A quintuplet is a group of 5 equal notes of the same value asthe one-fourth subdivision. The numeral 5 is written under thegroup; e.g., j/JW

    Modern notation employs the following notes: o a whole;J a half; j a quarter; J* an eighth; ^ a sixteenth; J\ a thirty-second; J{ a sixty-fourth. The round part of the note is knownas the head. The line drawn to the head of the note is the stem.The curved line attached to the stem is the hook. A straight,heavy line connecting the stems of notes is called a beam : /'J J J

    To show passage of time in music when there is nothing to beplayed, we use symbols known as Rests, which correspond in valueto the notes.



    I * I T I ? I J I ^^1Whole Half Quarter Eighth Sixteenth Thirty-second Sixty-fourth

    A Dot after a note increases its value one-half; a double dot,three-fourths: J. a J> J-J

    The curved line connecting the heads of two notes of thesame pitch, the second of which is not to be restruck, is calleda Tie: J J>

    The stressed and relaxed pulses of a meter may be arrangedin any order. A Bar is drawn across the staff to show the accentedpulse of the meter. The group of stressed and relaxed pulseswhich forms the meter is a Measure.

    Two figures, placed after the clef at the beginning of the staff,one above the other, indicate the meter and rhythm. The upperfigure indicates the meter or the number of pulses in a measure.The lower figure indicates the rhythm or the kind of note whichreceives a beat. This is the Metric Signature, or Time-signature.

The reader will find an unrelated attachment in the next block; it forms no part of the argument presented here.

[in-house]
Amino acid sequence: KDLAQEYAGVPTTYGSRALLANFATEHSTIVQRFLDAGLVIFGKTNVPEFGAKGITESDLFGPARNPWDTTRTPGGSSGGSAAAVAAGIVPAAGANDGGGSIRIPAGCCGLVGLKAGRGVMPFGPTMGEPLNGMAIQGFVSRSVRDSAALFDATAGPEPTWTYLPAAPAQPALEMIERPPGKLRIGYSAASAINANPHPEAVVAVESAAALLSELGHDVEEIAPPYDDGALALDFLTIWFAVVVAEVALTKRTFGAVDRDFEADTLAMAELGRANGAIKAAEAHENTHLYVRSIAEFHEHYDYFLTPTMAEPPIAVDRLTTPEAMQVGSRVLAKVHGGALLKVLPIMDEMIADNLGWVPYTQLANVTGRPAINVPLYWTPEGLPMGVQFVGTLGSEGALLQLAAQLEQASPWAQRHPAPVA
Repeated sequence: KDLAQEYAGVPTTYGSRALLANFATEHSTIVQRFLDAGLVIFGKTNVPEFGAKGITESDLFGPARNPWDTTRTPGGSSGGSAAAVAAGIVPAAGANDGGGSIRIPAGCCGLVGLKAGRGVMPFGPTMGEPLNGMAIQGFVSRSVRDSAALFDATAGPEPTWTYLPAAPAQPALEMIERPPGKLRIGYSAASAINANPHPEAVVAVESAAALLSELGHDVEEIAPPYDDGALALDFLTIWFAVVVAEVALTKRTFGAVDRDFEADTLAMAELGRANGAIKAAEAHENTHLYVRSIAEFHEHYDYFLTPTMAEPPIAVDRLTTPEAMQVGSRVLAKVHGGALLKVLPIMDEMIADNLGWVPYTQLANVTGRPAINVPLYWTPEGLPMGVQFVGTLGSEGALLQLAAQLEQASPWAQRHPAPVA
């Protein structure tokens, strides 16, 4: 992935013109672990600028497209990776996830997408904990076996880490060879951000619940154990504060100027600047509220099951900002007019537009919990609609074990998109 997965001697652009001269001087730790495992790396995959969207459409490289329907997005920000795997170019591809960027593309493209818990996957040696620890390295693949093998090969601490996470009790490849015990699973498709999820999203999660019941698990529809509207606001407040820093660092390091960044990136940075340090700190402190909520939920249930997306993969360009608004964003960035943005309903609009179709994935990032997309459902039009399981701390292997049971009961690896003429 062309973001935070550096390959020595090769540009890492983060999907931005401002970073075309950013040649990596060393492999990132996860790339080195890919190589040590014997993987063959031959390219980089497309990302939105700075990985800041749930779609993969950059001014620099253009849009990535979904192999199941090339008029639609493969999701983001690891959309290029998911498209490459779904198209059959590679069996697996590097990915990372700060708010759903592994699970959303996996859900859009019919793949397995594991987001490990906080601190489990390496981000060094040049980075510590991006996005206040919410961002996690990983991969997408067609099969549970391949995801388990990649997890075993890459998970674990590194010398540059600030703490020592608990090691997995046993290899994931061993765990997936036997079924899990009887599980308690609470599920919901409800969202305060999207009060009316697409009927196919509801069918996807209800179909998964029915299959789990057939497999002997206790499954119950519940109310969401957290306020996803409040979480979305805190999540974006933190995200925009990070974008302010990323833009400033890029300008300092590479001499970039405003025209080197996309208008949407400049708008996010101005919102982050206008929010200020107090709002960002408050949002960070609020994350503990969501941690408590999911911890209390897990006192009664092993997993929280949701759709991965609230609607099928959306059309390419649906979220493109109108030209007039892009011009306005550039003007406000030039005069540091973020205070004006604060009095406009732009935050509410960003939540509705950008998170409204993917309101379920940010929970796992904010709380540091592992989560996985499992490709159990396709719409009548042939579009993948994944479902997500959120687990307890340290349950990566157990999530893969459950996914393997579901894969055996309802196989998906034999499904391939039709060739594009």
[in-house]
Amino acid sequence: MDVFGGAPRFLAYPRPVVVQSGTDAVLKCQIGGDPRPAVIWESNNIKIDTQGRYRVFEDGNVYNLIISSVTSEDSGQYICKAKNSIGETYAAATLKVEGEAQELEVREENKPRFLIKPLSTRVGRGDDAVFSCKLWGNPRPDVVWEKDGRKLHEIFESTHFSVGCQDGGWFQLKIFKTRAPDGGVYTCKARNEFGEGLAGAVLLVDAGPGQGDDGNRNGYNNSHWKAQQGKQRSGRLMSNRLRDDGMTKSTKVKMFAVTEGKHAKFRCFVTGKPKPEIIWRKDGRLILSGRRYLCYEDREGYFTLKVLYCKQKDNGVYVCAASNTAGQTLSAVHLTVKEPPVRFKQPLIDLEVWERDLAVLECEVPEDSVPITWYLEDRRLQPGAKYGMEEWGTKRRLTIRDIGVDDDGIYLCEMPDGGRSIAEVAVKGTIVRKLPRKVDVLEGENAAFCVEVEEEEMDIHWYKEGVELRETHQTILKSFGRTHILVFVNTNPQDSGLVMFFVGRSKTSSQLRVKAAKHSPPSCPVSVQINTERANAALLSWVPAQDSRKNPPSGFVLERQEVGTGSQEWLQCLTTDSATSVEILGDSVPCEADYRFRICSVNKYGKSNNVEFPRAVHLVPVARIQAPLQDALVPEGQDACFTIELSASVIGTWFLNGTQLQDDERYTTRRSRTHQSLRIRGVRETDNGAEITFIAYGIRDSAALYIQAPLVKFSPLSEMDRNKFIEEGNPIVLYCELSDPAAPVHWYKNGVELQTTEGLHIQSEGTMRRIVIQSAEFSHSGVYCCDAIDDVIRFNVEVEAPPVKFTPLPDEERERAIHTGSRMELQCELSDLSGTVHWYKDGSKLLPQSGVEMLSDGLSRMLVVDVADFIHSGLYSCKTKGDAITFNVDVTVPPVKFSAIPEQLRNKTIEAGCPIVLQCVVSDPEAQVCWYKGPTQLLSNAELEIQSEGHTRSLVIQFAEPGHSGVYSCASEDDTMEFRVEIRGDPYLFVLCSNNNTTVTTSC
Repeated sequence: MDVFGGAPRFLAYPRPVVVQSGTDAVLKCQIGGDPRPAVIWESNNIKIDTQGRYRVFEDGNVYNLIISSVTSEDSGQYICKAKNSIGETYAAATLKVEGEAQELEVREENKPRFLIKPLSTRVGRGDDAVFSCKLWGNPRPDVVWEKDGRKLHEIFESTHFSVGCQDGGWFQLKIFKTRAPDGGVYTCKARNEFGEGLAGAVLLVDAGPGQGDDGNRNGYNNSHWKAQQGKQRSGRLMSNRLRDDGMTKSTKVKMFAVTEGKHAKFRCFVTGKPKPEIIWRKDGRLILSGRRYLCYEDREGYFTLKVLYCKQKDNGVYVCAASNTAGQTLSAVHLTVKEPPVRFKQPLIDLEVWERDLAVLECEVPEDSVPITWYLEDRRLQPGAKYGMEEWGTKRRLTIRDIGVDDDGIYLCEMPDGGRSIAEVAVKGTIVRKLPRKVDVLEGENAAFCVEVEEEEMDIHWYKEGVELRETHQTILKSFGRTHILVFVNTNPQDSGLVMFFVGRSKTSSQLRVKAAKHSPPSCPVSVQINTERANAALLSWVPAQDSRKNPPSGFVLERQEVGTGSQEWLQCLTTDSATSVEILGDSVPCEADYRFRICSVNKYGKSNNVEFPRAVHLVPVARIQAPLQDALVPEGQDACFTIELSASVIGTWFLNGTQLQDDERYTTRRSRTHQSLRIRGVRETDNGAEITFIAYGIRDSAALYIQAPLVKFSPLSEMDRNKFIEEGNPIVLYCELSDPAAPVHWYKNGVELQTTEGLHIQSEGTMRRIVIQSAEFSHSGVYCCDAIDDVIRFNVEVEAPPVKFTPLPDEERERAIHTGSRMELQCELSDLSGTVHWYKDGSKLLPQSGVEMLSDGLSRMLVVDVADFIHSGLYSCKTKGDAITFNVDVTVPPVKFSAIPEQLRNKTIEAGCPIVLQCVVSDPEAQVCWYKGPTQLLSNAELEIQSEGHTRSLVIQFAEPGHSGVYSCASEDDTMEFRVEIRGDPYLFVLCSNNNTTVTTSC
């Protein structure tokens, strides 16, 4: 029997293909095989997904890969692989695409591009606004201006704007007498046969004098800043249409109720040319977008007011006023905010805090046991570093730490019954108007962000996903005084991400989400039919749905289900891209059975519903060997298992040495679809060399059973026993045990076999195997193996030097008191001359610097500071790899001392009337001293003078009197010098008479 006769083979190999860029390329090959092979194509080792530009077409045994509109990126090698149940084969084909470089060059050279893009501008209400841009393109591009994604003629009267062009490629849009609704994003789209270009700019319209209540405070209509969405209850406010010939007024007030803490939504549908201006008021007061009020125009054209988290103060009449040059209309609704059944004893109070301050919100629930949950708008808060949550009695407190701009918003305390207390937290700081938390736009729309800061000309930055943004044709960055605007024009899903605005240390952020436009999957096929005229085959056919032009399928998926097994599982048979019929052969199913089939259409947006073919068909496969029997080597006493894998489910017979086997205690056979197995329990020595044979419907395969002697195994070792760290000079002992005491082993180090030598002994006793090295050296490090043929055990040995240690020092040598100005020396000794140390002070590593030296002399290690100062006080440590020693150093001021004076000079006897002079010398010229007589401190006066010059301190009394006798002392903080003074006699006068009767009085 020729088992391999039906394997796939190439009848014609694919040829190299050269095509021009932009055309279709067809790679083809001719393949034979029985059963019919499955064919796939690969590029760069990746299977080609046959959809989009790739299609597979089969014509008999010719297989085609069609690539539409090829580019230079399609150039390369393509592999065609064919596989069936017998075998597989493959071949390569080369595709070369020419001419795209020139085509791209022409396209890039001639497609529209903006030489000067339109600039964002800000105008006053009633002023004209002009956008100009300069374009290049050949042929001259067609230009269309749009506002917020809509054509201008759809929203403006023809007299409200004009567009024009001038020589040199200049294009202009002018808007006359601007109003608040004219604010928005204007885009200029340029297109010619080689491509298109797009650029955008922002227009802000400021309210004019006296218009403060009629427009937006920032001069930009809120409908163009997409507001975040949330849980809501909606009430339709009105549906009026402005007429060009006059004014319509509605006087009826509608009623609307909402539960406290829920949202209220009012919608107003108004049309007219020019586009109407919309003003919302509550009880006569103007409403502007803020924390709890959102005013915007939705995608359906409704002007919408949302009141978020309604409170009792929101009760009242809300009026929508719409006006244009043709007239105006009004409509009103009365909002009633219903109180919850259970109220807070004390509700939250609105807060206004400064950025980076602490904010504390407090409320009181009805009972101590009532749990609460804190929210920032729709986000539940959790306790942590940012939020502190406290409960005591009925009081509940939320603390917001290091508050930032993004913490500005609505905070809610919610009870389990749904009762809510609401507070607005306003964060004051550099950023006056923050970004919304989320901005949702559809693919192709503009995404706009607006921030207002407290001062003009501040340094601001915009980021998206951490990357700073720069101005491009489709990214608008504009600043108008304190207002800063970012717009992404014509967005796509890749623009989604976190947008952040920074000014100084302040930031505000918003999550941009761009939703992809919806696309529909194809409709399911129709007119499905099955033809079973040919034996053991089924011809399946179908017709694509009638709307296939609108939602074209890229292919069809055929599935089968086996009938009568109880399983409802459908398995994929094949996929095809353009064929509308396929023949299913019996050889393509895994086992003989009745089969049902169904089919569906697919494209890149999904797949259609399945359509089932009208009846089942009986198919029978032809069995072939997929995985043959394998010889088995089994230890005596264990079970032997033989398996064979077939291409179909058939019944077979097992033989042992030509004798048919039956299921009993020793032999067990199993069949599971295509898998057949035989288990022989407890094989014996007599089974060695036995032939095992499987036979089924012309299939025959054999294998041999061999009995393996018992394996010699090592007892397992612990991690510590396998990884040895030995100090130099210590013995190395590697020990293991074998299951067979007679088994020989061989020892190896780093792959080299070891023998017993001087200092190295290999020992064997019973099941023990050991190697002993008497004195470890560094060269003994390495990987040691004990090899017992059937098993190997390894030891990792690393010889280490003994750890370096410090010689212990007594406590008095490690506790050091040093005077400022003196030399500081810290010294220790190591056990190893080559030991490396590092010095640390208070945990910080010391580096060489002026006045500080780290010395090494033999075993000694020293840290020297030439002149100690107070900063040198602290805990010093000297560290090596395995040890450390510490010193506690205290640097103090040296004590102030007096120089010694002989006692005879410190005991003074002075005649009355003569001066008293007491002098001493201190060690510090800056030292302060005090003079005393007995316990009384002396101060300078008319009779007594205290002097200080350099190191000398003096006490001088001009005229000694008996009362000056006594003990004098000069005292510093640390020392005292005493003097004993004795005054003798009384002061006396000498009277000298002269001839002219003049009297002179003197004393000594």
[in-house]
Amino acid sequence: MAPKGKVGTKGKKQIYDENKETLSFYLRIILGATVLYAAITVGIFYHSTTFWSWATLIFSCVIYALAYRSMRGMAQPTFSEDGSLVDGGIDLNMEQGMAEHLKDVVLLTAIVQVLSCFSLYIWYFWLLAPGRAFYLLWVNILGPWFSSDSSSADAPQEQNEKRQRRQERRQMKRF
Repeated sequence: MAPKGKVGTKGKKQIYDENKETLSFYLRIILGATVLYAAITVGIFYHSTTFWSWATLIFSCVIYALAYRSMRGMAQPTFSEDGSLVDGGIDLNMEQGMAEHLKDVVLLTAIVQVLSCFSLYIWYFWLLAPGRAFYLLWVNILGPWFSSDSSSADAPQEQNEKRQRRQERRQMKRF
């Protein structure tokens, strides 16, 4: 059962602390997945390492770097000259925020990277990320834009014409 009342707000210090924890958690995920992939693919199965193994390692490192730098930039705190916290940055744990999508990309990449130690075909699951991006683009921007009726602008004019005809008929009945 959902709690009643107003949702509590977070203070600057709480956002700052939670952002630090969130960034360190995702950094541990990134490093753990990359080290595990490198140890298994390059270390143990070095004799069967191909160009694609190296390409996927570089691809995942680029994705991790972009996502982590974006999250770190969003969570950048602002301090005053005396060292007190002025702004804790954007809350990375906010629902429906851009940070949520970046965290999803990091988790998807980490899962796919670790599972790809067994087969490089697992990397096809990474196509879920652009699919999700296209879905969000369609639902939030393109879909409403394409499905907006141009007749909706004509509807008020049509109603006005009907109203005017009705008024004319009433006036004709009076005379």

Thus 2 indicates that there are two beats in eachmeasure, and that a quarter-note receives one beat.

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    Meter and Rhythm 15

    Half, quarter and eighth-notes are commonly used as units ofRhythm. We may have 2/2, 2/4 or 2/8; 3/2, 3/4 or 3/8; 4/2, 4/4or 4/8.

    LESSON 3Section A.

    Suggestions for Study:(1) Write four measures of 2/2, 2/4, 2/8, making the rhythm

    uniform in the first three measures and with an added beat (onenote) in the fourth measure. |JJJJ **

    (2) Write four measures of 3/2, 3/4, 3/8, making the rhythmuniform in the first three measures and with an added beat (onenote) in the fourth measure. |JJj>c)JJiJjJ nSection B.

    (1) In training ourselves to determine the meter and hear therhythm it is first necessary to maintain an even pulsation or beat.Count 1-2, 1-2, 1-2, 1-2, and try to keep a steady rate of speed(tempo). Walk at a steady tempo, a step to a beat, counting 1-2 asyou do so. A metronome is invaluable as a test and a help in thispractice, just as the piano is in the practice of pitch.

    (2) Tap the beat 1-2, 1-2, with a pencil, using the syllablela; intone quarter-note values (sing on one pitch). Tap the beatand intone half-note values; hold the tone until you have tappedtwo beats.

    (3) Tap the beat and, using the pitches 1358531, singthe note-values of the following exercises:

    (3 i.e.,Two beats in a metsnre. )j I b..t

    J J . J J . J J . J (d, J ,J I ,J J , J .JJlJ I j j I J I

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    16 Ear-Training and Sight-Singing

    (2 Two bi in msasnre.) lv: '' ' '-' ' '' ,,.*; .. :.> ; .. , , sv-iii .. = ::::>' ..'Mf'*

    J> I J I j^ h I j N AIM written J~] I J I / 3 I j ,1w j , n i n j, .- j I -h 1 I j I j .1MI N * i J i Jt * (I